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A Welsh man has been banned from driving for 18 months. The speeding, one armed, drunk driver, holding a mobile phone to his ear, jumped a red light (The Sunday Age, Melbourne, November 2001; contributed by Ian Scott).

Protest causes car manufacturer to change ads

The rising road toll and complaints from motoring groups has forced Alfa Romeo Australia to change its national advertising campaign. The complaints centred on the promotion of speed at a time when Victoria's road toll is the worst in a decade. The Victorian road user group, RACV, accused Alfa Romeo of irresponsibility in its “Festival of Speed” advertisements, noting that 41% of road deaths this year were related to excess speed. An Alfa spokesman said that the ads were intended to celebrate Alfa's victory in the 2001 European touring car championship. The ads were withdrawn and are to be changed to make clear that they are about motor sport and “that the only place where speed is glamorous is on the racetrack”. The RACV called for the development of a code of practice for car related advertising practice similar to that adopted in many European countries (The Age, Melbourne, December 2001; contributed by Ian Scott).

Copy cat rope scene leaves boy hung up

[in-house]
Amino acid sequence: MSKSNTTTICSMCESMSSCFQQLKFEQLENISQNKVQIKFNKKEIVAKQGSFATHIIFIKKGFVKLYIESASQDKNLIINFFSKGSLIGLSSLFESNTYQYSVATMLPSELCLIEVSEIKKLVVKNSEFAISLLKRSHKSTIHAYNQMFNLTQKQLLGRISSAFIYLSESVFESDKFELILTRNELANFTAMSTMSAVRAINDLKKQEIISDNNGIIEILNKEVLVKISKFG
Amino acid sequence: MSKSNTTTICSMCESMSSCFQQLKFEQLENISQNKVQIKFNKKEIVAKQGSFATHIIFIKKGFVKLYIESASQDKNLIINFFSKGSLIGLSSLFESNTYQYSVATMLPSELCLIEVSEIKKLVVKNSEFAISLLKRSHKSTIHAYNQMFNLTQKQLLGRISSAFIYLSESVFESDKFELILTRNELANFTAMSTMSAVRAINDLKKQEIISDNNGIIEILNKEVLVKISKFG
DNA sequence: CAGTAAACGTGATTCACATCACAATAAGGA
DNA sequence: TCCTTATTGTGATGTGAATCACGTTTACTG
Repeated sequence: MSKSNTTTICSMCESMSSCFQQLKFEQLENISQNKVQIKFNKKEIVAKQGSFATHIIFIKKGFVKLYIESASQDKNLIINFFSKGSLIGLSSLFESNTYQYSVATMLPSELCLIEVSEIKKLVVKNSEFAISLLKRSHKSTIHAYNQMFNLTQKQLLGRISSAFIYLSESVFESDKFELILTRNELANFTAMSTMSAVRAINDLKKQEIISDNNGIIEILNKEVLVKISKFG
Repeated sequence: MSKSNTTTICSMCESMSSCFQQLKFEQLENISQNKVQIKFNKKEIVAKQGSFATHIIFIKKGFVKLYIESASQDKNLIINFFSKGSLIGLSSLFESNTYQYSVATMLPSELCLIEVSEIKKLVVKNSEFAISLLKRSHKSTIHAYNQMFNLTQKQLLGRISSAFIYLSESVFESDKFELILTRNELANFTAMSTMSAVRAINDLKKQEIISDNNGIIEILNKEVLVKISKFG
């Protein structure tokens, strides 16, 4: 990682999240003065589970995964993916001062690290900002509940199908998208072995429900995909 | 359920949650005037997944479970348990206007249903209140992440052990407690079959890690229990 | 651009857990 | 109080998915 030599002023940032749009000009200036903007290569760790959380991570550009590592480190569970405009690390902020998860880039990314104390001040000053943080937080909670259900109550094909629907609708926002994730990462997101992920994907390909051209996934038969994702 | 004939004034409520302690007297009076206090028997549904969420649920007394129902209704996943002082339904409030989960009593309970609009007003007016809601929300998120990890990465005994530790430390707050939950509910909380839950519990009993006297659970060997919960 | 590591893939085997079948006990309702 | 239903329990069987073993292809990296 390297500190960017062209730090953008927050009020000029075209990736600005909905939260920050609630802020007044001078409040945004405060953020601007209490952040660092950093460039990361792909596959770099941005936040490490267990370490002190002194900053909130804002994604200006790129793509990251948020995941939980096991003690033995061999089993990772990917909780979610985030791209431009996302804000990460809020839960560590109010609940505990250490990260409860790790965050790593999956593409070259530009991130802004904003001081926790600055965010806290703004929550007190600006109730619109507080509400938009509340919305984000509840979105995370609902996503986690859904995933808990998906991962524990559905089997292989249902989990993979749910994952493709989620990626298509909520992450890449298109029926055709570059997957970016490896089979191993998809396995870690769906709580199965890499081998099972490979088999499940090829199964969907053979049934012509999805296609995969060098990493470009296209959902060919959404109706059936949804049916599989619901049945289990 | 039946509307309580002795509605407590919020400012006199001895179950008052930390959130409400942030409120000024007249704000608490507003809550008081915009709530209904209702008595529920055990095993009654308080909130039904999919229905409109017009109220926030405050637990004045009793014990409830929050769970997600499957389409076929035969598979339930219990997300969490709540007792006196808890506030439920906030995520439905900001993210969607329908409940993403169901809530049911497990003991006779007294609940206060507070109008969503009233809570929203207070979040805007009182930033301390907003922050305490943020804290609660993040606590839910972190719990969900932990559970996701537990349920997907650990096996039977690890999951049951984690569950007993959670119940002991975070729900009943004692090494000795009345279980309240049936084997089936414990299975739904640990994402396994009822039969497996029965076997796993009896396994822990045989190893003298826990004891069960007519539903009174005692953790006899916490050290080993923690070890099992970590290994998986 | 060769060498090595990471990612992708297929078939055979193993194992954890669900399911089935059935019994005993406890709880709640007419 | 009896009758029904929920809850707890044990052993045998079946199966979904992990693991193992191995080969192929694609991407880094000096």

As millions of South Africans celebrated Youth Day on June 16, an imaginative young boy from Langa almost turned the day into one of tragedy for his family, by playing out a hanging scene he had witnessed on TV two days earlier. The SABC1 television series Hlala Kwabafileyo, has a huge following country-wide and audiences watched in horror at last week's episode, when the main character in the film, Baba Mhlongo, hanged himself. But little Thando Ngwevela, aged 4, who attends St Anthony pre-primary school in Langa, Cape Town, took things too literally, when he copied the hanging scene while playing alone in his backyard. According to Noyu, his mother, Thando took a small chair and placed it next to the washing line, before tying a length of the line around his neck. He then kicked the chair from beneath his feet. A distraught Noyu said she was with her friend when she heard her son's cries for help. Spotie Ngweveka, Thando's grandmother said the boy told her later that he had tried to kill himself because he had seen it on Hlala Kwabafileyo. In the film, viewers saw Mhlongo hang himself. But the whole episode has brought condemnation from some quarters. All that remains of the boy's ordeal are scars on the side of his neck—a grim reminder of what might have been (City Vision, South Africa, June 2001; contributed by Nelmarie du Toit).

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